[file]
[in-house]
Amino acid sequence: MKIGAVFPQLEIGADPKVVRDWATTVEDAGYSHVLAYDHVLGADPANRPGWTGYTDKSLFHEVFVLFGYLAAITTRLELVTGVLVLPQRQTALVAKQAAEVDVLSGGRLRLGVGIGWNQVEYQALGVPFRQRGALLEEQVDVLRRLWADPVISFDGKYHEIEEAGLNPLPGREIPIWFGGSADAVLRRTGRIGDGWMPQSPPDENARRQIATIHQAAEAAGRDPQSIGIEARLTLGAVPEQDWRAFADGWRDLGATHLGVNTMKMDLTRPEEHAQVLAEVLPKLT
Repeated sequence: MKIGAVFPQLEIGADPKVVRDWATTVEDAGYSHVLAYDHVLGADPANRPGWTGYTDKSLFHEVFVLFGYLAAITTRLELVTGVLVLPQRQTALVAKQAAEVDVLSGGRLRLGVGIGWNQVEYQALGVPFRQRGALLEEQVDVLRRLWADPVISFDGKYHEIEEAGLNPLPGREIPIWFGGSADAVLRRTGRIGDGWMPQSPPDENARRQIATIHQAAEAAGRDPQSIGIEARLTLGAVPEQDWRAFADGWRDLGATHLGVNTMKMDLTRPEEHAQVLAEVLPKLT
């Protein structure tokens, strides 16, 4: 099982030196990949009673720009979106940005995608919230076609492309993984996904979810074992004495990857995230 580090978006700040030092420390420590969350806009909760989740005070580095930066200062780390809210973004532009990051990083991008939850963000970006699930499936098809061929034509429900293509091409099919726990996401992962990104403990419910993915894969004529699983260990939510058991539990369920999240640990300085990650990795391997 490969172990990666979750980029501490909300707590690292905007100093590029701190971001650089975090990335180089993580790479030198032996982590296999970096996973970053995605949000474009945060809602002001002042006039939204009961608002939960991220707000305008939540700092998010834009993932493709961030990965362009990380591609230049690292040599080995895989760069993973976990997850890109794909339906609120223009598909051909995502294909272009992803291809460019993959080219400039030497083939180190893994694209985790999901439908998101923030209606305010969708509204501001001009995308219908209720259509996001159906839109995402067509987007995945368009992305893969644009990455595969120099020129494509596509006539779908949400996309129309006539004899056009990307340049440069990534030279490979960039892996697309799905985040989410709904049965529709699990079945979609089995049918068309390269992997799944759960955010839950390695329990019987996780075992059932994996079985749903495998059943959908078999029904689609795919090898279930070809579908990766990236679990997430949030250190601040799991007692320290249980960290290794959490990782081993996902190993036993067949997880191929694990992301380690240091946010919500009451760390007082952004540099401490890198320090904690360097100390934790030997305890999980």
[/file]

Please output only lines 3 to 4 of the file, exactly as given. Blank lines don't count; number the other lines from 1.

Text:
Repeated sequence: MKIGAVFPQLEIGADPKVVRDWATTVEDAGYSHVLAYDHVLGADPANRPGWTGYTDKSLFHEVFVLFGYLAAITTRLELVTGVLVLPQRQTALVAKQAAEVDVLSGGRLRLGVGIGWNQVEYQALGVPFRQRGALLEEQVDVLRRLWADPVISFDGKYHEIEEAGLNPLPGREIPIWFGGSADAVLRRTGRIGDGWMPQSPPDENARRQIATIHQAAEAAGRDPQSIGIEARLTLGAVPEQDWRAFADGWRDLGATHLGVNTMKMDLTRPEEHAQVLAEVLPKLT
């Protein structure tokens, strides 16, 4: 099982030196990949009673720009979106940005995608919230076609492309993984996904979810074992004495990857995230 580090978006700040030092420390420590969350806009909760989740005070580095930066200062780390809210973004532009990051990083991008939850963000970006699930499936098809061929034509429900293509091409099919726990996401992962990104403990419910993915894969004529699983260990939510058991539990369920999240640990300085990650990795391997 490969172990990666979750980029501490909300707590690292905007100093590029701190971001650089975090990335180089993580790479030198032996982590296999970096996973970053995605949000474009945060809602002001002042006039939204009961608002939960991220707000305008939540700092998010834009993932493709961030990965362009990380591609230049690292040599080995895989760069993973976990997850890109794909339906609120223009598909051909995502294909272009992803291809460019993959080219400039030497083939180190893994694209985790999901439908998101923030209606305010969708509204501001001009995308219908209720259509996001159906839109995402067509987007995945368009992305893969644009990455595969120099020129494509596509006539779908949400996309129309006539004899056009990307340049440069990534030279490979960039892996697309799905985040989410709904049965529709699990079945979609089995049918068309390269992997799944759960955010839950390695329990019987996780075992059932994996079985749903495998059943959908078999029904689609795919090898279930070809579908990766990236679990997430949030250190601040799991007692320290249980960290290794959490990782081993996902190993036993067949997880191929694990992301380690240091946010919500009451760390007082952004540099401490890198320090904690360097100390934790030997305890999980």